Key Findings

During 2009 and 2010, there has been rapid progress in the maturity of ICT vendors in terms of their internal environmental programs and in terms of the development of a set of low-carbon market offerings. The dominance of talking in 2008 has evolved into a lot more action in 2010 in terms of suitable products, services development and policy- related activity.

We now have a clear group of market makers (BT, IBM, Cisco, Ericsson, HP, Fujitsu and SAP) that we believe are beginning to build distinguishing capabilities.

The 2008 leaders, such as IBM, BT, Ericsson, Fujitsu and HP, have maintained their relatively strong positions with good, well-rounded low-carbon and environmental programs, improving their own internal performance, and developing market-facing solutions ranging from more-energy-efficient ICT equipment and mobile phone networks, through logistics and transportation, to solutions that enable smart grids.

Aside from the important task of making ICT equipment more energy efficient, and a couple of particularly hot areas such as smart grids, developing solutions for a low- carbon economy is definitely not yet "core business."

With a couple of exceptions, the industry is hobbled by the short-term incremental sustainability-related goals that it is setting for itself, rather than setting more- challenging, longer-term goals that could result in transformative solutions.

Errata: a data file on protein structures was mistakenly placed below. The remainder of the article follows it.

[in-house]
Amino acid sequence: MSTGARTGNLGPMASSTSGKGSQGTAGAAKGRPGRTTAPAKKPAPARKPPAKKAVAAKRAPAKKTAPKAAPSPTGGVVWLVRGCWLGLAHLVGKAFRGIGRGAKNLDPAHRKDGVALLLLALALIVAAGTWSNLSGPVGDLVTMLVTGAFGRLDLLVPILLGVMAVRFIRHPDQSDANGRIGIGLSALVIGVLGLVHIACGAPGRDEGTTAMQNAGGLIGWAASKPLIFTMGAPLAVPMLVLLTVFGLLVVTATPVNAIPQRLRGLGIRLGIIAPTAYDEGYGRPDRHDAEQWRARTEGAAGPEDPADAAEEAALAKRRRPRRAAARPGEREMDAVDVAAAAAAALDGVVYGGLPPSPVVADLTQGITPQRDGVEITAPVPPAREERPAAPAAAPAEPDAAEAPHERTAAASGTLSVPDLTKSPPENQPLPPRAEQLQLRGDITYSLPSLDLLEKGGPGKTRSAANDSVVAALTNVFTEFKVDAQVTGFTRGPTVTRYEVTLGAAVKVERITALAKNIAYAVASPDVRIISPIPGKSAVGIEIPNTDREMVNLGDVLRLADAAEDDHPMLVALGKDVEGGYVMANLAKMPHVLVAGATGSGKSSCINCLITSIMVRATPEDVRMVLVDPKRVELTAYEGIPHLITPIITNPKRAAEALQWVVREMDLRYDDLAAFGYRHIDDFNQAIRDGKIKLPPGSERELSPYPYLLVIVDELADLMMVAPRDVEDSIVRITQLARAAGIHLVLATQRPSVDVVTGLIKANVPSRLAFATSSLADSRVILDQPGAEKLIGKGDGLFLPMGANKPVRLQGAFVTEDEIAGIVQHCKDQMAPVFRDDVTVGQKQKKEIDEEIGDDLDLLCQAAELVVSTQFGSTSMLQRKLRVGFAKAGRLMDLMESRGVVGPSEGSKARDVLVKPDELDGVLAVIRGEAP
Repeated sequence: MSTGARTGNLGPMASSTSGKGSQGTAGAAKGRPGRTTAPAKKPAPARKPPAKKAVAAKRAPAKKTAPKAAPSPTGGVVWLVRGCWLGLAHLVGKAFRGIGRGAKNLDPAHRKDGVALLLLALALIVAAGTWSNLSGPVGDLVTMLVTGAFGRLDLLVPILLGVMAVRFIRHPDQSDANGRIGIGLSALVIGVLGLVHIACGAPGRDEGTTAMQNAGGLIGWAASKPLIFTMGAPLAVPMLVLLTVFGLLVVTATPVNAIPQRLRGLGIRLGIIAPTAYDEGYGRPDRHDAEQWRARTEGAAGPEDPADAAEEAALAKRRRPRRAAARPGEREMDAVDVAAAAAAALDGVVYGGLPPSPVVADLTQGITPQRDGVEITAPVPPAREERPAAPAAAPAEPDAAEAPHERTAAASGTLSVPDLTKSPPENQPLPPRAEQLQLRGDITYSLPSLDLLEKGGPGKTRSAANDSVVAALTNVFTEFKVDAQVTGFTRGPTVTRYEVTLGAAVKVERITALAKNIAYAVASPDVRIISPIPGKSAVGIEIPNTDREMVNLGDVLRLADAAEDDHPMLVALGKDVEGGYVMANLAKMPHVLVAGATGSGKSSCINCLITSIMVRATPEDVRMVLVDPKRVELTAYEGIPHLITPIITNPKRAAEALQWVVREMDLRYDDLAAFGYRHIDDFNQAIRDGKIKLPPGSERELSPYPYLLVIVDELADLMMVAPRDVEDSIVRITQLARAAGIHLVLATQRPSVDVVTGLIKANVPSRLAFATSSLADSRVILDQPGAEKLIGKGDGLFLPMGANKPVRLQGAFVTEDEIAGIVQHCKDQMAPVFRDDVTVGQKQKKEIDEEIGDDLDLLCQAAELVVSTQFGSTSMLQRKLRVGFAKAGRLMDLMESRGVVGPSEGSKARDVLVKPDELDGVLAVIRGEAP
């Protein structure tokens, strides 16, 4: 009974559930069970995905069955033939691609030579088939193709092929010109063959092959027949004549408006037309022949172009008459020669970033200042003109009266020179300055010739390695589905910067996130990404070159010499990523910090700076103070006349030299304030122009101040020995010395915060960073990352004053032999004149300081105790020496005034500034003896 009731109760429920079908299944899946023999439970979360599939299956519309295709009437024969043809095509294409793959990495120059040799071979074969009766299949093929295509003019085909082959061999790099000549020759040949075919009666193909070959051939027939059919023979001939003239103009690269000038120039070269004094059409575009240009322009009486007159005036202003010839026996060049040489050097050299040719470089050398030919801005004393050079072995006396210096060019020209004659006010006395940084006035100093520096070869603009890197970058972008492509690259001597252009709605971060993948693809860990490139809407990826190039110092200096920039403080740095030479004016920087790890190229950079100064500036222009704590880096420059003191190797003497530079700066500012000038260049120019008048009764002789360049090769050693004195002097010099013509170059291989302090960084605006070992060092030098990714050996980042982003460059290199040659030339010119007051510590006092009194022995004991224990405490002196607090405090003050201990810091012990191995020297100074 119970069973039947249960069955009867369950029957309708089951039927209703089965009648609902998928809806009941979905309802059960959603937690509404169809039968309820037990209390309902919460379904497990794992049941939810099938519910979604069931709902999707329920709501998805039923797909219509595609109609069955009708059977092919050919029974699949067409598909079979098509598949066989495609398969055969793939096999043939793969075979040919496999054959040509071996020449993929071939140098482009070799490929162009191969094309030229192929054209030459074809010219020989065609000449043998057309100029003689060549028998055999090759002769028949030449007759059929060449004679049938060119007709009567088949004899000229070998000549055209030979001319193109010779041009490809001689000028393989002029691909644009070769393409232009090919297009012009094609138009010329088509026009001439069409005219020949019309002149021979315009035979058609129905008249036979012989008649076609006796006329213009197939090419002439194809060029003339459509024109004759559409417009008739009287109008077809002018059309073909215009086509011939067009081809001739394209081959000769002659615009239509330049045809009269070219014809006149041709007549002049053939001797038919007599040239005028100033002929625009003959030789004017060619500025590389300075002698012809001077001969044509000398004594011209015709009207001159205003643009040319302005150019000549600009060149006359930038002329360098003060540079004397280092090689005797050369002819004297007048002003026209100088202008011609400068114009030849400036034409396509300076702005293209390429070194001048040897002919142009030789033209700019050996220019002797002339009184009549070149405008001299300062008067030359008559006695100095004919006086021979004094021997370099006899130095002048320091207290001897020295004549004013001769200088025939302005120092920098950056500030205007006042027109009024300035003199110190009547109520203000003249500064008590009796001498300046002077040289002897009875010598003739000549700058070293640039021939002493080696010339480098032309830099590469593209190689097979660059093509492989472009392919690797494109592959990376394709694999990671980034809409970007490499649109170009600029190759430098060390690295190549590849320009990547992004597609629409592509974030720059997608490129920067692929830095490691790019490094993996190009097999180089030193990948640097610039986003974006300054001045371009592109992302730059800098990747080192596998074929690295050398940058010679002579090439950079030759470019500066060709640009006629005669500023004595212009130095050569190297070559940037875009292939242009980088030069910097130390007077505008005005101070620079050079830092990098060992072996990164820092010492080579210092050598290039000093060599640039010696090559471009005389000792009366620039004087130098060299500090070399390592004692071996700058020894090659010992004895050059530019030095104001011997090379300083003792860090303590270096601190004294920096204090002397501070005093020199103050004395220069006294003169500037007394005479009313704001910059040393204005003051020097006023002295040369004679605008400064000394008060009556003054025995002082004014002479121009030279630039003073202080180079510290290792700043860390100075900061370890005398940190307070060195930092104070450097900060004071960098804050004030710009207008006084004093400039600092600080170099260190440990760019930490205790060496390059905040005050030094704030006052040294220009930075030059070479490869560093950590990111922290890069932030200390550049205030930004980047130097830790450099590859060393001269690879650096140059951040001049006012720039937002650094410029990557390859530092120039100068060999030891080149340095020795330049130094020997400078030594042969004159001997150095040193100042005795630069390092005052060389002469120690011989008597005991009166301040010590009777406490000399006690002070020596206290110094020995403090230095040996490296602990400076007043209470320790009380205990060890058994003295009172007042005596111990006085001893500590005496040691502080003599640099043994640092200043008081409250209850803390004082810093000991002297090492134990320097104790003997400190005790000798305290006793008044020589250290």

There are limited signs of disruptive innovation, and more of a focus on incrementalism.

The industry is fearful of committing its weight to influencing national and international climate change and sustainability policy; rather, it is standing on the sidelines as a cheerleader.

© 2010 Gartner, Inc. and/or its Affiliates. All Rights Reserved. Reproduction and distribution of this publication in any form without prior written permission is forbidden. The information contained herein has been obtained from sources believed to be reliable. Gartner disclaims all warranties as to the accuracy, completeness or adequacy of such information. Although Gartner's research may discuss legal issues related to the information technology business, Gartner does not provide legal advice or services and its research should not be construed or used as such. Gartner shall have no liability for errors, omissions or inadequacies in the information contained herein or for interpretations thereof. The opinions expressed herein are subject to change without notice.

The industry no longer predominantly sees climate change and sustainability as a risk, but sees it as an emerging opportunity.